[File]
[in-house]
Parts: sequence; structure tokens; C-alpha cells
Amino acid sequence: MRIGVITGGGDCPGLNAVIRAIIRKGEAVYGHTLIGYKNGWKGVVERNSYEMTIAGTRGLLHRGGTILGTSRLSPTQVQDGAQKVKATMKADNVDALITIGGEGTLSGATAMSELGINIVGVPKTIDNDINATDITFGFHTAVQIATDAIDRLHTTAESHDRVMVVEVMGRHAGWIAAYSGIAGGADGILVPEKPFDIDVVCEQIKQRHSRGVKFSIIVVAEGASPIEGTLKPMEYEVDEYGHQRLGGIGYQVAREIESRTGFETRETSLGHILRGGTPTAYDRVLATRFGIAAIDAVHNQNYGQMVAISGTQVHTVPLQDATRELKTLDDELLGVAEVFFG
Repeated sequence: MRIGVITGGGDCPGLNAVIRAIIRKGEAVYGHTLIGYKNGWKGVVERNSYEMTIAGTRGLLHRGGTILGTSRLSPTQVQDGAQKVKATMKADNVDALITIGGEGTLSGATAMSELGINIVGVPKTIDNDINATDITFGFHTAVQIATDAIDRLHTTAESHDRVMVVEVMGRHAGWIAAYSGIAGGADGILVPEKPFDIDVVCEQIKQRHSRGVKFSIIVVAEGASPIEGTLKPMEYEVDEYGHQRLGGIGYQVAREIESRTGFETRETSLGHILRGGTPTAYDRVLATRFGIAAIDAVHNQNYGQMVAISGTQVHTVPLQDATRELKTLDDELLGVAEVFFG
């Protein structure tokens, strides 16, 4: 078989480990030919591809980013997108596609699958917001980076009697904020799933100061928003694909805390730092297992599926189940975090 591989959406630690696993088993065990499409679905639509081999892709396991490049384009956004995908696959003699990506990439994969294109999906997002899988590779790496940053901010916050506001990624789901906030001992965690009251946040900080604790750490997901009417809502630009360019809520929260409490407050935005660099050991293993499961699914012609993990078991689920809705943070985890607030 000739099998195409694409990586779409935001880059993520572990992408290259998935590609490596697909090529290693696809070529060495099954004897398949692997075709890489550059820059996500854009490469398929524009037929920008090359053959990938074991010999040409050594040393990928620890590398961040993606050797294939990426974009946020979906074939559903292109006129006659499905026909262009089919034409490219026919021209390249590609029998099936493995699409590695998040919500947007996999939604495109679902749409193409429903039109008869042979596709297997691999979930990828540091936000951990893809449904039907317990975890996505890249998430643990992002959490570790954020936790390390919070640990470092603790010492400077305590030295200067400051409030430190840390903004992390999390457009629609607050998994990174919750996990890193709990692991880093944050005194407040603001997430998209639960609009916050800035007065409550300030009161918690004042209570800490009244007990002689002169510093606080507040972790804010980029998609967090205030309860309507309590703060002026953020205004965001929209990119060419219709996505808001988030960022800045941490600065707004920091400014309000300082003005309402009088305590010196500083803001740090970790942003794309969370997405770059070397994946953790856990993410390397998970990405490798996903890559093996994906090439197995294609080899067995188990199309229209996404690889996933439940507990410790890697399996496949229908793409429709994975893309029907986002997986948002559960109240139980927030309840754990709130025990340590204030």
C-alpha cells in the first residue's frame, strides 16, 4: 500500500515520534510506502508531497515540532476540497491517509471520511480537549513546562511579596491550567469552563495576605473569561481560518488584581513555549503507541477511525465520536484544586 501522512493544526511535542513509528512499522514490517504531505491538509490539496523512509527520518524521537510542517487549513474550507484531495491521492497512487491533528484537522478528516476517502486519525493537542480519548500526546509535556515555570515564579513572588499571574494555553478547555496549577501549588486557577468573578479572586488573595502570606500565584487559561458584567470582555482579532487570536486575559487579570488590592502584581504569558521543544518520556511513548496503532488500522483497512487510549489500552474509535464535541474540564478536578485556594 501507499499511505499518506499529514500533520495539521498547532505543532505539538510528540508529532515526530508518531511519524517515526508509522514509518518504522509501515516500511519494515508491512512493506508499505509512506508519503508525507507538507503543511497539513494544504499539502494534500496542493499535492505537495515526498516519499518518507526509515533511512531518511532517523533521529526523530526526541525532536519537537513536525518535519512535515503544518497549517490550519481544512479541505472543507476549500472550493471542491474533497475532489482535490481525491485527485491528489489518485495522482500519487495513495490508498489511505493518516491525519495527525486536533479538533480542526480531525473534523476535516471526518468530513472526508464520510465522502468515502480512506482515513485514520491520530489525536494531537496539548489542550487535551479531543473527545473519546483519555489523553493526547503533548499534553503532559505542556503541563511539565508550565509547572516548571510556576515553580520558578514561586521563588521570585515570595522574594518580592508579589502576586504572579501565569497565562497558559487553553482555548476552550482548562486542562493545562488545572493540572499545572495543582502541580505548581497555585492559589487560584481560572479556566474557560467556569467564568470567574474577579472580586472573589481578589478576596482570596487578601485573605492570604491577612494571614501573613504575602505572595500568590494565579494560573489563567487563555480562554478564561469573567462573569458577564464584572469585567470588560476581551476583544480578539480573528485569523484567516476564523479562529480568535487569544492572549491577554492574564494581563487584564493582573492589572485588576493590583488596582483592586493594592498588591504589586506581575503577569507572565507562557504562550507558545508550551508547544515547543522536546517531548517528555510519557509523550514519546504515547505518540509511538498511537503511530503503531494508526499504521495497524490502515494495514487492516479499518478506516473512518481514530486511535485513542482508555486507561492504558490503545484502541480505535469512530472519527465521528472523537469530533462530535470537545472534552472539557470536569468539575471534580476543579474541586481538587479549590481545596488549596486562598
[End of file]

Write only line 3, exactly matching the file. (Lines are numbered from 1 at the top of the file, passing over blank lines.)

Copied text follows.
Amino acid sequence: MRIGVITGGGDCPGLNAVIRAIIRKGEAVYGHTLIGYKNGWKGVVERNSYEMTIAGTRGLLHRGGTILGTSRLSPTQVQDGAQKVKATMKADNVDALITIGGEGTLSGATAMSELGINIVGVPKTIDNDINATDITFGFHTAVQIATDAIDRLHTTAESHDRVMVVEVMGRHAGWIAAYSGIAGGADGILVPEKPFDIDVVCEQIKQRHSRGVKFSIIVVAEGASPIEGTLKPMEYEVDEYGHQRLGGIGYQVAREIESRTGFETRETSLGHILRGGTPTAYDRVLATRFGIAAIDAVHNQNYGQMVAISGTQVHTVPLQDATRELKTLDDELLGVAEVFFG